Scott Walker and his Democratic challengers will spend a lot of money on advertising, even though no one wants to see their commercials, read their fliers, or receive their robocalls, Enz said. And even though we try to ignore these political ads, we still are being subtly manipulated by them. “I want us to wake up to the fact that we’re being manipulated,” Enz said.

Where would you rate environmental issues on your priority list?

“It’s by far the most important issue facing humanity,” Enz stated. “Not just Wisconsin, all of humanity. We live on a planet of 7.6 billion people, rapidly heading towards 10 billion people.”

Enz laid out the facts: the United States has 4.25% of the world’s people, but uses 25% – 30% of the world’s resources. “That’s point-blank unsustainable.”

Enz then drew connections between these facts and topics that get a lot more attention in the political realm. “We’re a nation that takes advantage of resources around the globe,” he said, and to get those resources, we exploit other countries in ways that are contributing to the current crises involving refugees and immigrants.

The amount of resources used by Westerners, as well as the growing global population, also cause other problems. “We have a carrying capacity on this planet, and we’re exceeding that carrying capacity,” Enz pointed out. Referring to the Planetary Boundaries Report produced by the Stockholm Resilience Center a few years ago, he reminded us that we are already exceeding four of the nine ‘safe operating boundaries’, by damaging the integrity of our biosphere, depleting atmospheric ozone, acidifying the oceans, and putting too much carbon into the atmosphere.

“We are completely and utterly unsustainable,” Enz said. “We are going off a cliff in terms of the Earth’s capacity to support our species.”

“It’s not just global warming,” Enz concluded. “We don’t really talk about these things.”

As for how long we have to fix these problems, Enz told us, “By 2050, it’s essentially game over.” That gives us only 30 years to take action, when change on the scale we need usually takes closer to 50 years. “We have to start now,” Enz stated simply.

Within the broad topic of the environment, what do you think are the most important issues?

“The first thing we need to do is wake up to this,” Enz replied. “We have to realize, it’s a change of mindset.”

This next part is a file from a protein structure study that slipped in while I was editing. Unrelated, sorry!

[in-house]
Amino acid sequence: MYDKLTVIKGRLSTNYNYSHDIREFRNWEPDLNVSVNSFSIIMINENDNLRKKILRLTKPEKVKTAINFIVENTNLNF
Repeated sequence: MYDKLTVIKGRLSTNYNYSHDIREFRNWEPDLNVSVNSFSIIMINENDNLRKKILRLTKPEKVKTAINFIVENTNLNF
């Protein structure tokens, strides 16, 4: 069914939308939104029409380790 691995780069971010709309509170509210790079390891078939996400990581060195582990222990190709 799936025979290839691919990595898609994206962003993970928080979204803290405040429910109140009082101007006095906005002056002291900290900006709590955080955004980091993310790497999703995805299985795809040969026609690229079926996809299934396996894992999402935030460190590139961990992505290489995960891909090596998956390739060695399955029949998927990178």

Getting on top of the environmental crisis will take more than arguing about policy, Enz explained. First, we will need to raise awareness and consciousness. Becoming the governor of Wisconsin would give him the visibility and influence to make this happen.

Next, we would need to make fundamental changes to our economy. “We have to talk about putting the brakes on our economy,” Enz said. “It’s not like we can slam on the brakes and come to a complete stop and do a U-turn, but we have to put the brakes on.”

We need to stop making things worse, Enz summarized, before uttering the bold suggestion, “Let’s talk about zero GDP growth.”

Third, we can begin to discuss the policy options. “That’s an encyclopedia of things that we have to start talking about,” Enz said, before diving into a list of ideas. Among other possibilities, he spoke in favor of less centralization in our government and business sector. Instead, we need “local, distributed, sustainable energy generation.”

We’ll accomplish the shift away from fossil energy with new technologies, Enz thinks, but “we also have to recognize our own hubris with things, in that we have to look to natural systems and how they generate power.” Aside from the big systemic changes we’ll need to make, Enz also foresees people consuming less, by, for example, growing their own gardens, eating less meat, driving more slowly, and buying fewer T-shirts. By changing how we live, we will be able to escape “the paradigm that is fundamentally broken.”

Where would you rate climate change on your priority list?

“It’s one of the nine planetary boundaries,” Enz reiterated, “so to me it’s one of those nine things, and they’re all equal in my opinion.”

Enz believes that we need to address our energy usage, in order to get carbon dioxide out of the atmosphere, bring down global temperatures, and solve problems with other pollutants. But, Enz noted, of the nine boundaries, energy usage is the most difficult to tackle.

“It’s a hard problem,” Enz acknowledged. “Natural processes over the long haul are slow to extract the CO2 out of the atmosphere.”

But Enz was no fan of artificial processes, such as cloud-seeding and space-mirror strategies that could theoretically reduce global warming. “They’re kind of hokey, and I can’t put a whole lot of faith in them,” Enz said. “When it fails, it fails massively.”

If you were elected governor, what would you do to address climate change, and how soon would you do it?

“The first thing is to raise awareness around it,” Enz repeated. “It’s almost a spiritual calling.”

Having made that high-level statement, he then went after some very specific targets. “Let’s stop building new Foxconn plants,” Enz suggested. “We shouldn’t build new pipelines. … Let’s do capital investments within our existing infrastructure. That’s the tapping of the brakes.”